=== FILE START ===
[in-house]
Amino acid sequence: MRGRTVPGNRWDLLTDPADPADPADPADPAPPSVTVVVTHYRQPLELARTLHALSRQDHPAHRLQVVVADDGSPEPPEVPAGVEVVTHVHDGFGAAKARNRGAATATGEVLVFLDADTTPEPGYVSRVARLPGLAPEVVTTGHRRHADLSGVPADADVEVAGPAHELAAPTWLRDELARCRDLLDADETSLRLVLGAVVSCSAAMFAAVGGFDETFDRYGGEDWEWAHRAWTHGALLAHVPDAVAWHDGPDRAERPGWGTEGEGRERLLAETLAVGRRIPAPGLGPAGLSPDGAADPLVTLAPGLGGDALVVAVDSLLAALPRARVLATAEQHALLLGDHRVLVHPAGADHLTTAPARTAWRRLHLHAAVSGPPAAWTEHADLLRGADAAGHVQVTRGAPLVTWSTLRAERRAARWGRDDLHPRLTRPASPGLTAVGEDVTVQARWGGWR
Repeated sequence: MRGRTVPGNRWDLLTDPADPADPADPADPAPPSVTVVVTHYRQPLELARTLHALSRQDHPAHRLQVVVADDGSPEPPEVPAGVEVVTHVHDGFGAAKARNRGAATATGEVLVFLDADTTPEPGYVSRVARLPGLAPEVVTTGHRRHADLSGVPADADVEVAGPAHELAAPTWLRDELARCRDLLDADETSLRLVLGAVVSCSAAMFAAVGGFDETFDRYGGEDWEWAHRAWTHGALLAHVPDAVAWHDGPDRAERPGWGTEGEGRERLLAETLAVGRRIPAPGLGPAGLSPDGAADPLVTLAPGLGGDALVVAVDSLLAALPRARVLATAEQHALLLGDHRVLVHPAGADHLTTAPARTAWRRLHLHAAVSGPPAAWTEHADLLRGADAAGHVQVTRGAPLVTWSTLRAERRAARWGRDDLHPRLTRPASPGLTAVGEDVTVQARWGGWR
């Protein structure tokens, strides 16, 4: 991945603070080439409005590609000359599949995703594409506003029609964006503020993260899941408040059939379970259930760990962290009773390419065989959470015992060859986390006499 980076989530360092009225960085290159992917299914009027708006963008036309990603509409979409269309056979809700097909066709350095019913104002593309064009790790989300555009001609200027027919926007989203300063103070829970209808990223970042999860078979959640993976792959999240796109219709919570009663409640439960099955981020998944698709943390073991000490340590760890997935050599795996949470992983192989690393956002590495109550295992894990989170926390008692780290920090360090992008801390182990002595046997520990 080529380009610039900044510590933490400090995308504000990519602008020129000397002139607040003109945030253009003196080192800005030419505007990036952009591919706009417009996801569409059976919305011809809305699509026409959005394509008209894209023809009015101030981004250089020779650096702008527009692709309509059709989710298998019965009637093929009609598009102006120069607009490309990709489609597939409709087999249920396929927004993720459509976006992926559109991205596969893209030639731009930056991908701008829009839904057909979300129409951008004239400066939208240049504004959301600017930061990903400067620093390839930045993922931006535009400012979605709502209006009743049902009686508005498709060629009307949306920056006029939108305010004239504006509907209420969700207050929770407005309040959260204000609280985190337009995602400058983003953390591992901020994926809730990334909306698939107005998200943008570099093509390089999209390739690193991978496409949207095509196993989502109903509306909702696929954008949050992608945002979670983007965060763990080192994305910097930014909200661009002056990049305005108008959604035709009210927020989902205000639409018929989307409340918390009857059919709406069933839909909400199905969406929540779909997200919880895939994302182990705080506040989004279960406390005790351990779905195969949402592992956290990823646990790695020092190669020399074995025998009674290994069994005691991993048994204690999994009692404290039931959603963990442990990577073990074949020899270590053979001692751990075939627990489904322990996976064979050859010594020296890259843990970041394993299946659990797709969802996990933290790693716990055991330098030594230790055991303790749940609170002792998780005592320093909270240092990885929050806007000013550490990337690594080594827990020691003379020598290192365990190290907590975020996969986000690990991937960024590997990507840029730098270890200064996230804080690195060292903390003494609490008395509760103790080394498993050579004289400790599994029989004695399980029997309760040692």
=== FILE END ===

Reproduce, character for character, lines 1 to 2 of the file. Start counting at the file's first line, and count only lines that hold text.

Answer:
[in-house]
Amino acid sequence: MRGRTVPGNRWDLLTDPADPADPADPADPAPPSVTVVVTHYRQPLELARTLHALSRQDHPAHRLQVVVADDGSPEPPEVPAGVEVVTHVHDGFGAAKARNRGAATATGEVLVFLDADTTPEPGYVSRVARLPGLAPEVVTTGHRRHADLSGVPADADVEVAGPAHELAAPTWLRDELARCRDLLDADETSLRLVLGAVVSCSAAMFAAVGGFDETFDRYGGEDWEWAHRAWTHGALLAHVPDAVAWHDGPDRAERPGWGTEGEGRERLLAETLAVGRRIPAPGLGPAGLSPDGAADPLVTLAPGLGGDALVVAVDSLLAALPRARVLATAEQHALLLGDHRVLVHPAGADHLTTAPARTAWRRLHLHAAVSGPPAAWTEHADLLRGADAAGHVQVTRGAPLVTWSTLRAERRAARWGRDDLHPRLTRPASPGLTAVGEDVTVQARWGGWR